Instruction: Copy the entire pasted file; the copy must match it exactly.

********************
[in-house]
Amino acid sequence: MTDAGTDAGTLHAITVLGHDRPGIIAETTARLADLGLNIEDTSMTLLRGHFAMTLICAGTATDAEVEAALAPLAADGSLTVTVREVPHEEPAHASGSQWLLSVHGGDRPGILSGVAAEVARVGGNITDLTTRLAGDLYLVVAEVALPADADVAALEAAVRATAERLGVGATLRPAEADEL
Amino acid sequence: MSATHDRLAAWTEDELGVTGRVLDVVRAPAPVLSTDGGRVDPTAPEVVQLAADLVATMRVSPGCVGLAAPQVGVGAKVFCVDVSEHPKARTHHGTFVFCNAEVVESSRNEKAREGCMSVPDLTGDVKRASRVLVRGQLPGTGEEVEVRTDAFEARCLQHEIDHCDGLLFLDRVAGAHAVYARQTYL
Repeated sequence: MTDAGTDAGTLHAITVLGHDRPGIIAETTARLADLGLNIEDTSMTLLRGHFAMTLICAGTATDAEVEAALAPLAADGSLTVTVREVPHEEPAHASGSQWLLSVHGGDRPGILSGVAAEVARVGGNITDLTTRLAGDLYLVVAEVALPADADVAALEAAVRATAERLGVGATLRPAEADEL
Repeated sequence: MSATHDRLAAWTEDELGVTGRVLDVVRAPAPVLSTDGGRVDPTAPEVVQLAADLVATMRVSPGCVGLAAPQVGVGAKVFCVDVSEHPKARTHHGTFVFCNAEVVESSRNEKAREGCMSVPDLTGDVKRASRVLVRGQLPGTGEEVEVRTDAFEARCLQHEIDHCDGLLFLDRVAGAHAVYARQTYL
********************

[in-house]
Amino acid sequence: MTDAGTDAGTLHAITVLGHDRPGIIAETTARLADLGLNIEDTSMTLLRGHFAMTLICAGTATDAEVEAALAPLAADGSLTVTVREVPHEEPAHASGSQWLLSVHGGDRPGILSGVAAEVARVGGNITDLTTRLAGDLYLVVAEVALPADADVAALEAAVRATAERLGVGATLRPAEADEL
Amino acid sequence: MSATHDRLAAWTEDELGVTGRVLDVVRAPAPVLSTDGGRVDPTAPEVVQLAADLVATMRVSPGCVGLAAPQVGVGAKVFCVDVSEHPKARTHHGTFVFCNAEVVESSRNEKAREGCMSVPDLTGDVKRASRVLVRGQLPGTGEEVEVRTDAFEARCLQHEIDHCDGLLFLDRVAGAHAVYARQTYL
Repeated sequence: MTDAGTDAGTLHAITVLGHDRPGIIAETTARLADLGLNIEDTSMTLLRGHFAMTLICAGTATDAEVEAALAPLAADGSLTVTVREVPHEEPAHASGSQWLLSVHGGDRPGILSGVAAEVARVGGNITDLTTRLAGDLYLVVAEVALPADADVAALEAAVRATAERLGVGATLRPAEADEL
Repeated sequence: MSATHDRLAAWTEDELGVTGRVLDVVRAPAPVLSTDGGRVDPTAPEVVQLAADLVATMRVSPGCVGLAAPQVGVGAKVFCVDVSEHPKARTHHGTFVFCNAEVVESSRNEKAREGCMSVPDLTGDVKRASRVLVRGQLPGTGEEVEVRTDAFEARCLQHEIDHCDGLLFLDRVAGAHAVYARQTYL